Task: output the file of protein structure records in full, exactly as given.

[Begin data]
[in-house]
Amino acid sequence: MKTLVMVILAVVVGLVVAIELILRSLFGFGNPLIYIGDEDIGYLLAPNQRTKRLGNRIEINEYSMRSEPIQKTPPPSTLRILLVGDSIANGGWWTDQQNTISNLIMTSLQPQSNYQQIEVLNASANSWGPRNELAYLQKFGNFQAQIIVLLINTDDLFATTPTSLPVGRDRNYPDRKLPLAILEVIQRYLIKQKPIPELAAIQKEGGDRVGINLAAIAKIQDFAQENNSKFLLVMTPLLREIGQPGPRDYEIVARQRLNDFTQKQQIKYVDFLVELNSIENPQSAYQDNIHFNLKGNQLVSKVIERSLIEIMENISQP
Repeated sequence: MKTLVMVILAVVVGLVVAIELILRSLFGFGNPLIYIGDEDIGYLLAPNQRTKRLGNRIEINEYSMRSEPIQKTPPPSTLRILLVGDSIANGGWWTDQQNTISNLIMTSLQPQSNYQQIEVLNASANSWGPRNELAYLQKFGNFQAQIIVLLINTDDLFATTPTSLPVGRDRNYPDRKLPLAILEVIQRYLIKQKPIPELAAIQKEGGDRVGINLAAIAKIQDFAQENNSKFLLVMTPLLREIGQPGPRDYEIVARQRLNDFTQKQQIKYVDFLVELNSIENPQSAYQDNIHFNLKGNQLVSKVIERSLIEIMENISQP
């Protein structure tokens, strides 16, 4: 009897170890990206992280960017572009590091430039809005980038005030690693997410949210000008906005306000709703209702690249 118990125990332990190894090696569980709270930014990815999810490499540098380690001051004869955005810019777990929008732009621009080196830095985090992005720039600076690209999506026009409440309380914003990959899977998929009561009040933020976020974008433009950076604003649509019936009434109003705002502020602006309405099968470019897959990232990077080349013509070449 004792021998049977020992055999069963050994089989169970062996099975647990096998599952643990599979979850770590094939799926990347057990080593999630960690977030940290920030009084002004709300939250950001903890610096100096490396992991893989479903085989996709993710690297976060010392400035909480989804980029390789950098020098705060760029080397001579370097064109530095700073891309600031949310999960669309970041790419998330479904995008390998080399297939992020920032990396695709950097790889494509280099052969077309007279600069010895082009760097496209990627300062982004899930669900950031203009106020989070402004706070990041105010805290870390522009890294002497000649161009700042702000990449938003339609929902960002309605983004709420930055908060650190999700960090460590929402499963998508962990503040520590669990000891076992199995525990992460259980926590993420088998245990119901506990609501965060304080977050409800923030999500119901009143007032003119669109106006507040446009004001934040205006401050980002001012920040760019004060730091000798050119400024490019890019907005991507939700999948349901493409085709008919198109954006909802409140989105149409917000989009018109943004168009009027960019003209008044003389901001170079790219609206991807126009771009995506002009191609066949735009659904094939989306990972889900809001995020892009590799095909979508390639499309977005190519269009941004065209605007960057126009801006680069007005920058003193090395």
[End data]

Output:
[in-house]
Amino acid sequence: MKTLVMVILAVVVGLVVAIELILRSLFGFGNPLIYIGDEDIGYLLAPNQRTKRLGNRIEINEYSMRSEPIQKTPPPSTLRILLVGDSIANGGWWTDQQNTISNLIMTSLQPQSNYQQIEVLNASANSWGPRNELAYLQKFGNFQAQIIVLLINTDDLFATTPTSLPVGRDRNYPDRKLPLAILEVIQRYLIKQKPIPELAAIQKEGGDRVGINLAAIAKIQDFAQENNSKFLLVMTPLLREIGQPGPRDYEIVARQRLNDFTQKQQIKYVDFLVELNSIENPQSAYQDNIHFNLKGNQLVSKVIERSLIEIMENISQP
Repeated sequence: MKTLVMVILAVVVGLVVAIELILRSLFGFGNPLIYIGDEDIGYLLAPNQRTKRLGNRIEINEYSMRSEPIQKTPPPSTLRILLVGDSIANGGWWTDQQNTISNLIMTSLQPQSNYQQIEVLNASANSWGPRNELAYLQKFGNFQAQIIVLLINTDDLFATTPTSLPVGRDRNYPDRKLPLAILEVIQRYLIKQKPIPELAAIQKEGGDRVGINLAAIAKIQDFAQENNSKFLLVMTPLLREIGQPGPRDYEIVARQRLNDFTQKQQIKYVDFLVELNSIENPQSAYQDNIHFNLKGNQLVSKVIERSLIEIMENISQP
């Protein structure tokens, strides 16, 4: 009897170890990206992280960017572009590091430039809005980038005030690693997410949210000008906005306000709703209702690249 118990125990332990190894090696569980709270930014990815999810490499540098380690001051004869955005810019777990929008732009621009080196830095985090992005720039600076690209999506026009409440309380914003990959899977998929009561009040933020976020974008433009950076604003649509019936009434109003705002502020602006309405099968470019897959990232990077080349013509070449 004792021998049977020992055999069963050994089989169970062996099975647990096998599952643990599979979850770590094939799926990347057990080593999630960690977030940290920030009084002004709300939250950001903890610096100096490396992991893989479903085989996709993710690297976060010392400035909480989804980029390789950098020098705060760029080397001579370097064109530095700073891309600031949310999960669309970041790419998330479904995008390998080399297939992020920032990396695709950097790889494509280099052969077309007279600069010895082009760097496209990627300062982004899930669900950031203009106020989070402004706070990041105010805290870390522009890294002497000649161009700042702000990449938003339609929902960002309605983004709420930055908060650190999700960090460590929402499963998508962990503040520590669990000891076992199995525990992460259980926590993420088998245990119901506990609501965060304080977050409800923030999500119901009143007032003119669109106006507040446009004001934040205006401050980002001012920040760019004060730091000798050119400024490019890019907005991507939700999948349901493409085709008919198109954006909802409140989105149409917000989009018109943004168009009027960019003209008044003389901001170079790219609206991807126009771009995506002009191609066949735009659904094939989306990972889900809001995020892009590799095909979508390639499309977005190519269009941004065209605007960057126009801006680069007005920058003193090395």